A: Early information on the Senate-approved bill suggests several ways that the final bill, if approved, could enable historic investments in well-documented areas of need in low-income communities.
One example: COVID-19 created unexpected shifts toward remote work and remote learning, which laid bare America’s digital divide. Experts report that African American families are 9% less likely to have high-speed internet than their white peers, Latino Americans are 15% less likely, and 35% of individuals living on Tribal lands lack access to broadband service. At present, the infrastructure bill would channel $65 billion of investment to expand access to reliable high-speed internet via investment in broadband infrastructure.
In addition, the bill also endeavors to make significant planned investments in transformative projects to reconnect communities that have been historically divided by inequitable transportation infrastructure via targeted funding for the interstate highway systems and transportation and would enable the funding of climate-focused investment in underserved areas with vulnerable communities. These, and other investments the bill stands to enable in education and other social infrastructure, would be significant in meeting the needs of low-income communities.
Q: We often partner with CDFIs in our community development work. What could be included in the bill that could impact how CDFIs can do their work?
A: Community Development Financial Institutions (CDFIs) are a critically important avenue for capital to flow to underrepresented communities, and I think that they stand to benefit from expanded federal funding. As one example, many CDFIs operate loan funds that seek to expand affordable housing by providing funding to real estate developers who approach community investment and development activities with a socially responsible lens. Those efforts can play an important role in the provision of affordable housing and essential related public infrastructure projects in cities. If the infrastructure bill expands funding and financing avenues for housing and other social sector projects, it is important for leaders at the federal level to be cognizant of the fact that states and local governments are not the only actors who can make such investments but that CDFIs can also play an important complementary role, working alongside governments, particularly in underserved communities.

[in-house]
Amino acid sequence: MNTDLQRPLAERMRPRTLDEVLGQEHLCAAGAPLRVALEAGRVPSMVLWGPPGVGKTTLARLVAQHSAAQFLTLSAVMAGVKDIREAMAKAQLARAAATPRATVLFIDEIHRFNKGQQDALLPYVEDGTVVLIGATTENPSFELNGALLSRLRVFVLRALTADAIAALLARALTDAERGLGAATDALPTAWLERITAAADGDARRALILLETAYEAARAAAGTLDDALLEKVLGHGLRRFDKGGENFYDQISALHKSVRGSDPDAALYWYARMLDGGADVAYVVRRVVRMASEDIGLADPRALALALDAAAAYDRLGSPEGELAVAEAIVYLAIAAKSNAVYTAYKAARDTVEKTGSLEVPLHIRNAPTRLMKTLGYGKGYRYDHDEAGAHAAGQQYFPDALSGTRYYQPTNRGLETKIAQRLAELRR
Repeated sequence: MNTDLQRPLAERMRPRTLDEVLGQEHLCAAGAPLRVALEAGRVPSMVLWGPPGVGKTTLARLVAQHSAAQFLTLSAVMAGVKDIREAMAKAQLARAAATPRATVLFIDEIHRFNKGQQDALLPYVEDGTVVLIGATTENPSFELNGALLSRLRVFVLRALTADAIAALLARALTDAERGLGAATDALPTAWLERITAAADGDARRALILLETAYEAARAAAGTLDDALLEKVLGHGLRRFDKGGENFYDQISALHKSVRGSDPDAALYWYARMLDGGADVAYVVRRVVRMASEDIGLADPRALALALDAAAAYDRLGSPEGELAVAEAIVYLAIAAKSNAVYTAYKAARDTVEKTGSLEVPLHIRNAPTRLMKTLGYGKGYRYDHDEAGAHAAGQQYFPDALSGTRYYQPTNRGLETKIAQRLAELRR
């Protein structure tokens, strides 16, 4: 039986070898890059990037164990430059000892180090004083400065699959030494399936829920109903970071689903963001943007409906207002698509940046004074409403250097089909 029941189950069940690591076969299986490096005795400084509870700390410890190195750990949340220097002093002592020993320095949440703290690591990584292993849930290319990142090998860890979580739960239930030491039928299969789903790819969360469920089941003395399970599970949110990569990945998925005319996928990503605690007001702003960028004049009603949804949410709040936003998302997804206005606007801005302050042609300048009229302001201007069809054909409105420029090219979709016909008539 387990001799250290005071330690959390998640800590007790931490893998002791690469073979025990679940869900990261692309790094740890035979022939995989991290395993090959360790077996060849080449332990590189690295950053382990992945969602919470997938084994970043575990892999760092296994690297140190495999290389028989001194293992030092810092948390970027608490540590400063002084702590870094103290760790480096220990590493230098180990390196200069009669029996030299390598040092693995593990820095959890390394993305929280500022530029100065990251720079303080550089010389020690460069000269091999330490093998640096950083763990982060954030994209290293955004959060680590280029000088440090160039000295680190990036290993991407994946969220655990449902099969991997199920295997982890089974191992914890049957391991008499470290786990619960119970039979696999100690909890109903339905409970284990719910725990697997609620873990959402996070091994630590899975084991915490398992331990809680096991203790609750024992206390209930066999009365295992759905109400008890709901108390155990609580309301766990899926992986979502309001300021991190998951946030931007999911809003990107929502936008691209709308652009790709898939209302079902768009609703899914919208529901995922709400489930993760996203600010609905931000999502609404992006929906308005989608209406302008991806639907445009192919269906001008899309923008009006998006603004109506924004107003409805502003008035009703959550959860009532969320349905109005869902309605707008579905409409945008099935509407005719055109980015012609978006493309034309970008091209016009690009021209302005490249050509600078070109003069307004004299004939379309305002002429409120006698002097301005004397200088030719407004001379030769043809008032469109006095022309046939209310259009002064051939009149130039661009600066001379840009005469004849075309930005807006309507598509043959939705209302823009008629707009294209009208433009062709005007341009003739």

Q: Finally, looking back, it’s been about six months since the passing of the American Rescue Plan. Cities are beginning to submit their plans for how they will spend those dollars. From what’s available now, what kind of trends are you seeing?
A: Today (August 31) will be a key date that will provide us with the first significant window into what many cities across America are doing with American Rescue Plan funds, because it’s the deadline for cities with a population over 250,000 to file their first “Recovery Plan Reports.” These public records detail how they are spending the American Rescue Plan funds to achieve program outcomes in an effective, efficient, and equitable manner, and identify key performance indicators.
One trend that I suspect we may see is a growing concentration of American Rescue Plan funding channeled to “qualified census tracts” (QCTs) in cities across America. Recent Interim Final Guidance from the U.S. Treasury specifies that a component of eligibility for some of the American Rescue Plan funds includes certain investment in areas designated as QCTs — census tract where at least 50% of the households have an income less than 60% of the Area Median Gross Income, or a poverty rate of at least 25%, aligned with the U.S. Department of Housing & Urban Development definition. Experts agree that this aspect of the American Rescue Plan is intended to incentivize investment in programs that provide support to neighborhoods and communities with the greatest needs and underserved populations that have been hit the hardest by COVID-19 and faced significant health and economic dislocations and inequities. It will be important to track whether and how expanded investment materializes in QCTs and what kind of outcomes result from that investment across the spectrum of need.